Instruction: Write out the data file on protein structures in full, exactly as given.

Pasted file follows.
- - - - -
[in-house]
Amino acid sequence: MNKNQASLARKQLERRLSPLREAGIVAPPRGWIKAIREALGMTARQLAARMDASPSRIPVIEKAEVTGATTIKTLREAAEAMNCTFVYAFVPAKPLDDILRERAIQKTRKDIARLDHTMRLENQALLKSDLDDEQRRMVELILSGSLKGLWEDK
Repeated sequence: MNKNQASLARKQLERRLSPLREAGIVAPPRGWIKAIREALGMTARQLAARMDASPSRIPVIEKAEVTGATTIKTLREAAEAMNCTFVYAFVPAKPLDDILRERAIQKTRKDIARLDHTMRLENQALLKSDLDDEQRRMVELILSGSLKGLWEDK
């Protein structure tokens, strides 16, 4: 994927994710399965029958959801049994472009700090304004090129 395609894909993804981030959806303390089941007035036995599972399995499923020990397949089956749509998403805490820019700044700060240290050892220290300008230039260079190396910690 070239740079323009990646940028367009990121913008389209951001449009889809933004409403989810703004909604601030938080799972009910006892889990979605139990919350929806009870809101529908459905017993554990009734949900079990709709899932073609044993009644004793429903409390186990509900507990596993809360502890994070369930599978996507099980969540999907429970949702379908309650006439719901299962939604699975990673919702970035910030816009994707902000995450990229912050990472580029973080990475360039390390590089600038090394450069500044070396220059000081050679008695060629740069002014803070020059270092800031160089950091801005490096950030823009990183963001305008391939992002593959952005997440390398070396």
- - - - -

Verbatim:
[in-house]
Amino acid sequence: MNKNQASLARKQLERRLSPLREAGIVAPPRGWIKAIREALGMTARQLAARMDASPSRIPVIEKAEVTGATTIKTLREAAEAMNCTFVYAFVPAKPLDDILRERAIQKTRKDIARLDHTMRLENQALLKSDLDDEQRRMVELILSGSLKGLWEDK
Repeated sequence: MNKNQASLARKQLERRLSPLREAGIVAPPRGWIKAIREALGMTARQLAARMDASPSRIPVIEKAEVTGATTIKTLREAAEAMNCTFVYAFVPAKPLDDILRERAIQKTRKDIARLDHTMRLENQALLKSDLDDEQRRMVELILSGSLKGLWEDK
């Protein structure tokens, strides 16, 4: 994927994710399965029958959801049994472009700090304004090129 395609894909993804981030959806303390089941007035036995599972399995499923020990397949089956749509998403805490820019700044700060240290050892220290300008230039260079190396910690 070239740079323009990646940028367009990121913008389209951001449009889809933004409403989810703004909604601030938080799972009910006892889990979605139990919350929806009870809101529908459905017993554990009734949900079990709709899932073609044993009644004793429903409390186990509900507990596993809360502890994070369930599978996507099980969540999907429970949702379908309650006439719901299962939604699975990673919702970035910030816009994707902000995450990229912050990472580029973080990475360039390390590089600038090394450069500044070396220059000081050679008695060629740069002014803070020059270092800031160089950091801005490096950030823009990183963001305008391939992002593959952005997440390398070396």